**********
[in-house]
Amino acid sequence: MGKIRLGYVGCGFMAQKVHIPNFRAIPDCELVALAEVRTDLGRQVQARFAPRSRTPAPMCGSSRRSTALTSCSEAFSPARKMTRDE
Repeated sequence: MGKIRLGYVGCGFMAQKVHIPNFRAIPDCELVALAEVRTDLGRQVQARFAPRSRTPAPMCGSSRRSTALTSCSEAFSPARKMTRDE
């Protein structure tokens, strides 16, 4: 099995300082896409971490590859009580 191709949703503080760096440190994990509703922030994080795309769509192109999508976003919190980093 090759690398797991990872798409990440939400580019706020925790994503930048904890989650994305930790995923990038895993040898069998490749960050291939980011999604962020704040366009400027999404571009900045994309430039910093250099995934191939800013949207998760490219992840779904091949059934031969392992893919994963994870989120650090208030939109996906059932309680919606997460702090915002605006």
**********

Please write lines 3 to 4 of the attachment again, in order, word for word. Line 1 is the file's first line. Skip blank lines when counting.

Repeated sequence: MGKIRLGYVGCGFMAQKVHIPNFRAIPDCELVALAEVRTDLGRQVQARFAPRSRTPAPMCGSSRRSTALTSCSEAFSPARKMTRDE
């Protein structure tokens, strides 16, 4: 099995300082896409971490590859009580 191709949703503080760096440190994990509703922030994080795309769509192109999508976003919190980093 090759690398797991990872798409990440939400580019706020925790994503930048904890989650994305930790995923990038895993040898069998490749960050291939980011999604962020704040366009400027999404571009900045994309430039910093250099995934191939800013949207998760490219992840779904091949059934031969392992893919994963994870989120650090208030939109996906059932309680919606997460702090915002605006």